might enable students to acquire a foreign language /Santos, 011C2. 'earners might then
have the necessary s!ills to interact in international and national professional conte#ts.
?evertheless, M.M /011D2 proposes that the transversal a#is
ii
is different from the current
operation of the 'anguage framewor! so as to let any other faculty either choose to ta!e the
four courses /basic and pre-intermediate2 or up to for the certification process.
-dentif the purposes and content of instruction
The layout of these programs seems to have a multilayered syllabus which integrates
notional-functional and structural units of analysis. %t is an integrated-s!ills course which
aims to improve students< oral and written communication. Similarly, Mar!ee /01102 holds
the view that Gstudents must be able to communicate successfully via both oral and written
media IJKThey must be able to communicate through different channels IJKsuch as face
to face oral discourse, writing, for instance, and electronic mail IJK the procedural content
of these courses /i.e., the !inds of learning activities with which students engage in their
E-' classes2 can be appropriately derived from the academic tas!s that students accomplish
in their day to day livesH /p. 662.
:ith the advent of adopting the $ommon European -ramewor! of =eference<s /$E-=+
$ouncil of Europe, 01142 descriptors as curricular guide-lines /see appendi# *2, spo!en
interaction and spo!en production are strongly enhanced+ “face-to-face interaction may of
course involve a mi#ture of media: spo!en, written, audio-visual, paralinguistic IJK and
para-te#tual IJKH /$ouncil of Europe, p. 662. %n addition, the $E-= /ibid.2 suggests
interaction through the medium of written language which includes such activities as: /i2
passing and e#changing notes, memos. when spo!en interaction is impossible and
inappropriate+ /ii2 correspondence by letter, fa#, e-mail+ /iii2 negotiating the te#t of
agreements, contracts, communiquLs, by reformulating and e#changing drafts,
amendments, proof corrections+ /iv2 participating in on-line or off-line computer
conferences. %n the ne#t section the author will discuss how the adoption of materials has
permeated the foreign language learning process.
The developmental function of in0house materials
Mar!ee states that Gthe decision to use an ES&;EO& /English for Specific &urposes; English
for Oeneral purposes2 inspired course design solution naturally suggests that teachers
should develop in-house materials IJK )owever, the decision to rely mostly on in-house
materials is motivated by the more important aim of promoting teacher developmentH /p.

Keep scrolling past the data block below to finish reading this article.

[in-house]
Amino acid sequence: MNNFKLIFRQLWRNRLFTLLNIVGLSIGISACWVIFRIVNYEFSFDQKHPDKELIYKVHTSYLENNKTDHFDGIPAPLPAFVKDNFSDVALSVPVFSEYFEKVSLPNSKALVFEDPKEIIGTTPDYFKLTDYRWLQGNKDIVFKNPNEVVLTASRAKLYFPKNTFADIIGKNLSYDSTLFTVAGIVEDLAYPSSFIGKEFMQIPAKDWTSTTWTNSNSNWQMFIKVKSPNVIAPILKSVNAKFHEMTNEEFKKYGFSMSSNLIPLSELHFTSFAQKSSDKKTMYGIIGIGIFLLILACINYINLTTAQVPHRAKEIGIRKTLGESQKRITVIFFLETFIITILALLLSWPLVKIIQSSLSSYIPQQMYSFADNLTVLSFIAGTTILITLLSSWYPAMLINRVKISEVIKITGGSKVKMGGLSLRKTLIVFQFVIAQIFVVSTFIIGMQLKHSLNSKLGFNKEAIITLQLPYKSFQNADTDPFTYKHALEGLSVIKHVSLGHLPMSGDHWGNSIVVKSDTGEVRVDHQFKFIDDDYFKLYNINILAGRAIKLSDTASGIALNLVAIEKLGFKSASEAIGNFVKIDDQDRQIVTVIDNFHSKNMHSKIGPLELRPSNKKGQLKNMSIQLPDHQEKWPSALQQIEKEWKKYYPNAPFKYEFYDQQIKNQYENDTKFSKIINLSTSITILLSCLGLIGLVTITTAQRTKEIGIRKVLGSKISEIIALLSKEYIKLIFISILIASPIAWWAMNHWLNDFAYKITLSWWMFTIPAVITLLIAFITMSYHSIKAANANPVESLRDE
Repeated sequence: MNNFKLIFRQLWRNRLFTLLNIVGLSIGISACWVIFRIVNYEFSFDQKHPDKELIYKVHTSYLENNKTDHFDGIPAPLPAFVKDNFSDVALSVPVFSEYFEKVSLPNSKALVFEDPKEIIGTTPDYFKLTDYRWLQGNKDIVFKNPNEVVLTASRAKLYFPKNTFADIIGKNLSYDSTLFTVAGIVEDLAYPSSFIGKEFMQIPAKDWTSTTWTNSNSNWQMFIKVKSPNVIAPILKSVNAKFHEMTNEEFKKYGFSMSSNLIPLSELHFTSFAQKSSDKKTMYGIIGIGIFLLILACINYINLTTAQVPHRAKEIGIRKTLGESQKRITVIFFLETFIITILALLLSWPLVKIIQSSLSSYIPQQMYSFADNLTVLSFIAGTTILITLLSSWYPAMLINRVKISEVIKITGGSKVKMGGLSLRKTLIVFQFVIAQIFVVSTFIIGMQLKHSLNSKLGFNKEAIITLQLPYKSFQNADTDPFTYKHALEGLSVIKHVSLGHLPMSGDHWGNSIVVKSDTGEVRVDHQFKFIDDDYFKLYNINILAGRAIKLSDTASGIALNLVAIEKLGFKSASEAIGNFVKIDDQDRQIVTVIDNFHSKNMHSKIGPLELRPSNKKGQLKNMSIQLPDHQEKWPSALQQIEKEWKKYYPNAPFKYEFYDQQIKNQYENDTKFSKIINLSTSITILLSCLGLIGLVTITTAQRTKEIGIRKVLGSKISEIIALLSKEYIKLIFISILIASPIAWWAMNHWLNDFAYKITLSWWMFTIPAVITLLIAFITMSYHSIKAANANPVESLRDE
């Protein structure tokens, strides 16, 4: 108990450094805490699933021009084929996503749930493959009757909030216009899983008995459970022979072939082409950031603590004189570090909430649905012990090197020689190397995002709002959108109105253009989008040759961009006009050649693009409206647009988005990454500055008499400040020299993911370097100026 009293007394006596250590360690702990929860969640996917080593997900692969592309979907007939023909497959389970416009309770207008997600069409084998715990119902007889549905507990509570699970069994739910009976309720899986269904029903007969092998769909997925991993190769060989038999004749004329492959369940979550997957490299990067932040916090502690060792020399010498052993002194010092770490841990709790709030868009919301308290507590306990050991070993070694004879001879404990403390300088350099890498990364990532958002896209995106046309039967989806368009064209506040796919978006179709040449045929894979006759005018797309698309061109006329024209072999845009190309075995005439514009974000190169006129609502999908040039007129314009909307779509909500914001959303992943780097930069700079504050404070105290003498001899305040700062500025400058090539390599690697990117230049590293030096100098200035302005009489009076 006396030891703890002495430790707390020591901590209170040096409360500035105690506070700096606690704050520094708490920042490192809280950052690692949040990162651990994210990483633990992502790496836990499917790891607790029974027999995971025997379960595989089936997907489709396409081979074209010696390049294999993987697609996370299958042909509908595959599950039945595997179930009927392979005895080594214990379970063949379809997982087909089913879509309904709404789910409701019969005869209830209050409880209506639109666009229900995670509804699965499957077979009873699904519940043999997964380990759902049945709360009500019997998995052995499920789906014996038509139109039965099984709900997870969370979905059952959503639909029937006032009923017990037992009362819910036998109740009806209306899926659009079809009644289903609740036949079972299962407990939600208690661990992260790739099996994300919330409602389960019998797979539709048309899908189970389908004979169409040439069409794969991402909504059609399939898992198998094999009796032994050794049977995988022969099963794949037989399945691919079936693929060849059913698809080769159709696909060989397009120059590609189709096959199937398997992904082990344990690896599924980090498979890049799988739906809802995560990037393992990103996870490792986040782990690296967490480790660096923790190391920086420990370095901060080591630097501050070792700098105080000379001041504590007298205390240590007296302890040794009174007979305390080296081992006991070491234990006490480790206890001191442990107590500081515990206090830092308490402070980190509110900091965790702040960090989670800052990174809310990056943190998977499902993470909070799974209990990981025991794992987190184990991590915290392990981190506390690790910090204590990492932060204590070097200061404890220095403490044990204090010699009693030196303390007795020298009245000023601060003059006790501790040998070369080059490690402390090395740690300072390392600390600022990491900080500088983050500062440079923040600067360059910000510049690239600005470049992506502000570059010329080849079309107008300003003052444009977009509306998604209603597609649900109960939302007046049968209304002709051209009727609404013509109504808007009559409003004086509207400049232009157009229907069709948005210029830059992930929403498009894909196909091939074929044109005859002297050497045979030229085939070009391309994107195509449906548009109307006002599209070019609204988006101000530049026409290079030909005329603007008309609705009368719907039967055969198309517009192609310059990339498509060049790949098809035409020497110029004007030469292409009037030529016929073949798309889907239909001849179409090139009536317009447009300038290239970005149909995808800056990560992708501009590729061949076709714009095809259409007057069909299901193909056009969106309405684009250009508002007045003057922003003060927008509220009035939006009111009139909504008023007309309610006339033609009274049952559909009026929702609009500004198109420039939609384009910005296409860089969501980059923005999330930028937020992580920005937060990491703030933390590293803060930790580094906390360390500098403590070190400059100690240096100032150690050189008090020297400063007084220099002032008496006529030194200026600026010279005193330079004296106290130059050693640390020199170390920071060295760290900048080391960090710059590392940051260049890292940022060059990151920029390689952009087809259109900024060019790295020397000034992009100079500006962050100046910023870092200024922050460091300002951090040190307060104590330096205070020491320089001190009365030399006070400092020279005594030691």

652. (s a matter of fact, *.(&<s 'anguage -aculty prefers adopting materials to promoting
the development of in-house ones /a top-down policy2. ?ot only does this policy apply to
the $ommon -ramewor! of 'anguage /English2, but it also permeates the other language
cohorts /$E'E, -O.M2. %n the light of these events, a new te#t-boo! is being implemented
GThe Prime time series /Evans B ,ooley, 01412H+ ?unan /45542 hence gives advice on
what appears to be the most common reason for course-boo! adoption:
G:hen selecting commercial materials it is important to match the materials with the goals
and ob"ectives of the program, and to ensure that they are consistent with one<s beliefs
about the nature of language and learning, as well as with one<s learners< attitudes, beliefs
and preferences.H /p. 0152.
*y using Mc,onough and Shaw<s /455A: @6-@52 two-stage model for course-boo!
evaluation the curriculum designer can notice two important issues such as e#ternal
characteristics of evaluating a boo!: how the language has been presented and organized
into teachable units/lessons: there are C units in both Student *oo! /S*2 and :or!boo!
/:*2 and a claim of @1-51 hours of class time. Are the subjects and contents relevant to
your syllabus? &rime Time contents nearly fit the ob"ectives and goals for this level. (s far
as the units of (nalysis are concerned, a @1 P match is correlated with the contents in the
boo! /used to, second conditional2, Ithe correlations are also indicated in Stenhouse /45DC2,
$rac!nell and =ednall<s /456@2 adapted &ro"ect -ramewor! analysis on section 0.4.0K.
Attri1utes affecting the adoption of tas&01ased language
teaching
Mar!ee claims that Ginnovation has attributes that either facilitate or inhibit their adoption+
these can be used to analy3e the factors that potentially affect the adoption of tas!-based
teaching IJKH /p. 652. These programs do not e#plicitly address any approach or
methodology, but it suggests the acquisition of communicative competence. Thus, teachers
seem to be using eclectic methodologies or in a large e#tent the methodology that the boo!
suggests. %n this vein, Saslow and (scher /011@2 claim that their particular eclectic method